VA Loan Overview
The U.S. Department of Veterans Affairs (VA) guarantees loans made by qualified lenders, such as Navy Federal, to eligible servicemembers, including Active Duty personnel, veterans, reservists, National Guard members, and sometimes, surviving spouses who haven’t remarried. Because the VA backs a portion of the loan, lenders can offer more favorable loan terms for new home purchases and refinancing.
The VA charges borrowers a one-time funding fee to help cover losses on the few VA loans that go into default, which is when borrowers are unable to pay back their loans. Fees range from .50-3.6% of the loan amount. Your lender can include this fee in your loan. You can reduce the amount of the fee by putting at least a 5% down payment on the house purchase. Some veterans receiving VA disability compensation may be exempt from this fee.
Benefits of a VA loan include:
- less money up front: VA loans allow you to finance 100% of the home’s sale price, which means you don’t need to dip into your savings for a down payment.
- no private mortgage insurance (PMI): You won’t have to worry about the monthly cost of PMI, as VA loans don’t require this type of coverage. Most lenders require PMI on conventional loans with a down payment less than 20%.
- lower closing costs: The VA helps keep borrowers’ upfront costs in check with restrictions on how much lenders can charge in closing costs.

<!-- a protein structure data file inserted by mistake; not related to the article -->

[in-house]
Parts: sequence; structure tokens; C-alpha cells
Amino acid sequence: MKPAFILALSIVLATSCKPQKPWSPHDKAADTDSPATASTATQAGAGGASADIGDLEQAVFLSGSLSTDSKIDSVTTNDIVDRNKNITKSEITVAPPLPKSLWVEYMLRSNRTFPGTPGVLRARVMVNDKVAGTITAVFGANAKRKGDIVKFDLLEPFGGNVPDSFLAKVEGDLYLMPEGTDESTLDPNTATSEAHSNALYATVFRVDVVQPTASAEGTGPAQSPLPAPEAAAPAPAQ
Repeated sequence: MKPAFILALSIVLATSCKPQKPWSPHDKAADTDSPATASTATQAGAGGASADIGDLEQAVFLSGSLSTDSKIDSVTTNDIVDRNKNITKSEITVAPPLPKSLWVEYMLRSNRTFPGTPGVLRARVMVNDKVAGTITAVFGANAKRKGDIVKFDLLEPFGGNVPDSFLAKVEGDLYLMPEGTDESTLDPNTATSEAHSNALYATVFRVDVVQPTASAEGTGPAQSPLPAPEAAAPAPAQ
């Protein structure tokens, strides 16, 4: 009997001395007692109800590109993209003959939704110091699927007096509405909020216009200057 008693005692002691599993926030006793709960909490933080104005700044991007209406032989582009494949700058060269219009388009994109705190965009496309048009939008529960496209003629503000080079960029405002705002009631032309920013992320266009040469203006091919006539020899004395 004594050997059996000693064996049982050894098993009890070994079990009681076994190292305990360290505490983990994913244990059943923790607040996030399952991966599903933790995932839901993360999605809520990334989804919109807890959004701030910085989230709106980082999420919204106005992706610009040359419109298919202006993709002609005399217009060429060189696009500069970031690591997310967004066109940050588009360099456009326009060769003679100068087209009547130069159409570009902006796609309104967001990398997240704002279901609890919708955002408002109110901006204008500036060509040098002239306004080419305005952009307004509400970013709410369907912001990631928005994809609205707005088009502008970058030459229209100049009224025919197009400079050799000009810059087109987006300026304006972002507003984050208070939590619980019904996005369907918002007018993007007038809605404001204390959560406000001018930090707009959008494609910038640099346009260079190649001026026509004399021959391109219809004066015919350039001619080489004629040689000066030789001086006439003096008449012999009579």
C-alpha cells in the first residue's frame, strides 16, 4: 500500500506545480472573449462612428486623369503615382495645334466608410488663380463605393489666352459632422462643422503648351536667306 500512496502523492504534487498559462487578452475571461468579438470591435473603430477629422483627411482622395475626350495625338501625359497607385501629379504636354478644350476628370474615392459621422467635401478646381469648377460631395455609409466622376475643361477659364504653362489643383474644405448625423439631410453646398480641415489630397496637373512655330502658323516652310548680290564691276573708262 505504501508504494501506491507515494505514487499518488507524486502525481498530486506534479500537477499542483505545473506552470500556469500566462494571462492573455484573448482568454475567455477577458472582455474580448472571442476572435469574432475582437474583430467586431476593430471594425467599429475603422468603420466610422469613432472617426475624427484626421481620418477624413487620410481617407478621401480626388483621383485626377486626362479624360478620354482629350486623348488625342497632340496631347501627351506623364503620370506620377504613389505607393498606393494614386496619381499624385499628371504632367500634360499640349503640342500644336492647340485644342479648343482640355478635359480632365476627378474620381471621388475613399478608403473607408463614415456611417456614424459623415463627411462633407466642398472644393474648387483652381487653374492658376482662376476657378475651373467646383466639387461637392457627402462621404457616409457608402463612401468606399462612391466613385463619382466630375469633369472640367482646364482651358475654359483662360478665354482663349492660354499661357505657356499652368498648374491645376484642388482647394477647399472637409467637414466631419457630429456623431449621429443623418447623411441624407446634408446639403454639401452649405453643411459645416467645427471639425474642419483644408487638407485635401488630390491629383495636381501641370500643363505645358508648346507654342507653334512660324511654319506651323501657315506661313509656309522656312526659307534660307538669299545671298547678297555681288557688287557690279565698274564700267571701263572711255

- no prepayment penalty: You can make extra payments on your mortgage in order to pay it off early without penalty.
- VA assistance to veteran borrowers: If financial difficulties get in the way of you making your mortgage payments, the VA has loan specialists who can help you work with your lender to avoid foreclosure.
VA Option Clause
The rules of a VA mortgage stipulate that the VA won’t fund a home loan for more than the appraised value of the home. So you aren’t stuck paying the difference between the appraised value of your home and the loan amount, make sure to include a VA Option Clause in your purchase and sales agreement. Here’s the “escape clause” the U.S. Department of Veteran Affairs recommends:
It is expressly agreed that, notwithstanding any other provisions of this contract, the purchaser shall not incur any penalty by forfeiture of earnest money or otherwise be obligated to complete the purchase of the property described herein, if the contract purchase price or cost exceeds the reasonable value of the property established by the Department of Veterans Affairs. The purchaser shall, however, have the privilege and option of proceeding with the consummation of this contract without regard to the amount of the reasonable value established by the Department of Veterans Affairs.
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